Creating Functional Areas


No matter how stunning your garden, it will be a constant source of frustration to you if your steps are too steep, your patio too small or your paths are too narrow. Planning your garden and working accurately to scale means you can work out how big all your features can eventually be, and amend them as necessary.

However, working ergonomically - that is, making sure that each space performs the function it is designed for - relates to more than just the size of the spaces. Thinking about how the garden will be enjoyed and used is all part of garden design. If you intend to build a pond, is there somewhere to sit, relax and watch the fish? If you have planned your compost heap in a particular place, can you access it easily, without, for instance, wearing bare patches in a lawn?

We've put together some size guidelines to help plan all your garden features. However, you'll need to remember that planting will form a part of your final garden design, and may affect access around the garden. For example, a path edged with plants spilling over on to it must be at least 25 cm (10 in) wider than a simple path edging a boundary or lawn. Planting areas also need to be planned for easy maintenance. Narrow borders will force you to plant in a single straight line, which is undesirable if you want to create appealing planting schemes. They will tend to dry out quickly too. On the other hand, you may need to put a path through very wide borders to enable you to maintain and prune the plants at the back.

You will also need to consider your boundaries as an important part of the overall design. Make sure that any walls are thick enough for their height, and allow extra space in front of any hedges to enable you to maintain and clip them.

By following these space guidelines, you will be able to create a garden that looks and works in exactly the way you want.

Barbecues and Work Tops

The height of these can vary slightly depending on personal choice, but should be between 75-85 cm (30-33 in). Position carefully in relation to sun, wind and neighbours.


Walls can cast rain shadows on beds beneath them. Hedges planted at the backs of borders need to have 30 cm (1 ft) access behind the planting for maintenance, clipping and so on.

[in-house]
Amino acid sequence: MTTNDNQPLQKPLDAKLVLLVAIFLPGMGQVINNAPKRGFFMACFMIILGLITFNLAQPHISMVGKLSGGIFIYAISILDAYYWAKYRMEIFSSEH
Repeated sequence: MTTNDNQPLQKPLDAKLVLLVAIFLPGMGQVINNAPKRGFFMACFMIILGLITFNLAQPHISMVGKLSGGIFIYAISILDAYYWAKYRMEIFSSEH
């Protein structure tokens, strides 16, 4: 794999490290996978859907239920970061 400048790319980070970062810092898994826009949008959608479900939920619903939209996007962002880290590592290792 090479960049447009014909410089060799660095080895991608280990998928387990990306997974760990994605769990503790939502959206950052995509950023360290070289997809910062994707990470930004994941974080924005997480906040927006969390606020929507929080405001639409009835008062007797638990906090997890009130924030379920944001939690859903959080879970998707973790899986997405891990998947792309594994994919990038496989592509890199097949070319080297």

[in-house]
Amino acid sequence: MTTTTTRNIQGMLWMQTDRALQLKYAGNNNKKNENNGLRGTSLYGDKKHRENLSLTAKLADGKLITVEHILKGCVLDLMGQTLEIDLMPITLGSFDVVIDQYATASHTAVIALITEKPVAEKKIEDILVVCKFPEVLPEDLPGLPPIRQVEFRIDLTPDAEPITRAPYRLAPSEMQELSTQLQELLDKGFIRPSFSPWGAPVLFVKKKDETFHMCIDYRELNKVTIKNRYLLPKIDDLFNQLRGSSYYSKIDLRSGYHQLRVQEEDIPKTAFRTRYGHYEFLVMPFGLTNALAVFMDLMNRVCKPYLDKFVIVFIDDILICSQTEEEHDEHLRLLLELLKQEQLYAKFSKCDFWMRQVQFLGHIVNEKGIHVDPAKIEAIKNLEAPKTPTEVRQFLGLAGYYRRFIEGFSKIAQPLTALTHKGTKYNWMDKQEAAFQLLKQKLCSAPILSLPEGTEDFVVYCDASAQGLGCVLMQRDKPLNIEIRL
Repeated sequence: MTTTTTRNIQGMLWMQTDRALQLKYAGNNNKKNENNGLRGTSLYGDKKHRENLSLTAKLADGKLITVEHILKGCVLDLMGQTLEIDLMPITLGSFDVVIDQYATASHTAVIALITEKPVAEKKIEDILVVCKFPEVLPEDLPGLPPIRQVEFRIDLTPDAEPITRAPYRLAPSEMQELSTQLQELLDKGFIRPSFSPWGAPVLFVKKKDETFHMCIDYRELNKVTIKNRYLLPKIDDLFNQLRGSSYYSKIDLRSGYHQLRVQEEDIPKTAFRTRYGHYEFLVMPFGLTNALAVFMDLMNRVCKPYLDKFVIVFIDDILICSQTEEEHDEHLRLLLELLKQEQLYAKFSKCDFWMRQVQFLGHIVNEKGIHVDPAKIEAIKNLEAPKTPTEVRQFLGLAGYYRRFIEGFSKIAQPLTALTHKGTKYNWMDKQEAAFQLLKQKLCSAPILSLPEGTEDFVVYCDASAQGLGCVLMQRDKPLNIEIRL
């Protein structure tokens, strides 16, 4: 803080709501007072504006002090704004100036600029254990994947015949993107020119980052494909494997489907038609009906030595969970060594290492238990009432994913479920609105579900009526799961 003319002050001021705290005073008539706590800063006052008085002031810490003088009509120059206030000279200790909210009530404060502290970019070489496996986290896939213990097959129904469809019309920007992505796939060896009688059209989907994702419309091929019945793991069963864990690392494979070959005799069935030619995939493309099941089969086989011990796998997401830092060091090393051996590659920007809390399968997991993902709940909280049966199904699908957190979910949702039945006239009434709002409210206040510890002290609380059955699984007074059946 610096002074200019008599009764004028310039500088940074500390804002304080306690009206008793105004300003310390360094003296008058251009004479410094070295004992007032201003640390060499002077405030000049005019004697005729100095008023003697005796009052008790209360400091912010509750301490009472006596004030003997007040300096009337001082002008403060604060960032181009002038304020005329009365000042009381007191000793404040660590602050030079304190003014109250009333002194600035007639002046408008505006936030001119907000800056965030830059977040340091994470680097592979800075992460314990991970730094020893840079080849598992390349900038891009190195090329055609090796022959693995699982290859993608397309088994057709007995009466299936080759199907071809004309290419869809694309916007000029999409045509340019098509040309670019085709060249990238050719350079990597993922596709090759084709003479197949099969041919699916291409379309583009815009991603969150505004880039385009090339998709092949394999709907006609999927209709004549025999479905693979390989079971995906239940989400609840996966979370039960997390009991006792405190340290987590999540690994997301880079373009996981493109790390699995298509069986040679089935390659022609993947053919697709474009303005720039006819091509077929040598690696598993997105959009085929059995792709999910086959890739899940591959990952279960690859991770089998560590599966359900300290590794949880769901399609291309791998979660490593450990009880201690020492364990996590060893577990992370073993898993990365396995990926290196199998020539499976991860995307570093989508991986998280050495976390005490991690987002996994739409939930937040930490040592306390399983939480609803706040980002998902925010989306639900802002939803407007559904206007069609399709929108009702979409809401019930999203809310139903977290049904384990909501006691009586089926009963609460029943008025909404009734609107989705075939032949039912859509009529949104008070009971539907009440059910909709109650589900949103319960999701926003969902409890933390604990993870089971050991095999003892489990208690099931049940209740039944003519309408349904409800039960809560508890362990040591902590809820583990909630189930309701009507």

Lawns need to be in sun or light shade, and the seed mixture or turf should be chosen accordingly. It's a good idea to construct a mowing edge to your lawn from brick or other frost-proof material.

Pergolas and Arches

These should always be high enough for adequate head clearance, remembering that climbers will also take up head room: 2.1 m (7 ft) is a good average. They should be generously wide with their posts a minimum of 45 cm (18 in) from the edge of a path.


The minimum size for a patio or terrace is 3.6 x 3.6 m (12 x 12 ft). This will give you enough space for a modest-sized table and four chairs.

All surfaces should be at least 2 courses of brick below the house damp proof course (15 cm or 6 in).

Paving should fall gently away from the house (not less than 1:100) to avoid water running towards the foundations of the house.

Paths should be no less than 60 cm (2 ft) wide. If you need access for wheeled toys and barrows, just less than 1 m (3 ft) is better.


The average garden pond does not need to be more than 60 cm (2 ft) deep, with marginal shelves 22 cm (9 in) below the surface. Shelves should be approximately 30 cm (1 ft) wide.

Pools should be positioned in full sun for water plants, but away from deciduous trees that will drop leaves into the water.

To calculate the area of a pond liner, add the maximum width and length of the pool to twice the maximum depth. Take a look at our article on building a pond with a flexible liner for more details.


Built-in seats, raised beds used as seats, and seats around trees should be approximately 45 cm (18 in) high.

Steps and Ramps

Ideally, steps should have a riser height of 15 cm (6 in) and a tread of 45 cm (18 in). Calculations to find the right tread:riser proportion may be found here...

The maximum gradient of a ramp should be no more than 1:10, or you will find them tricky to negotiate in icy weather or with heavy barrowloads.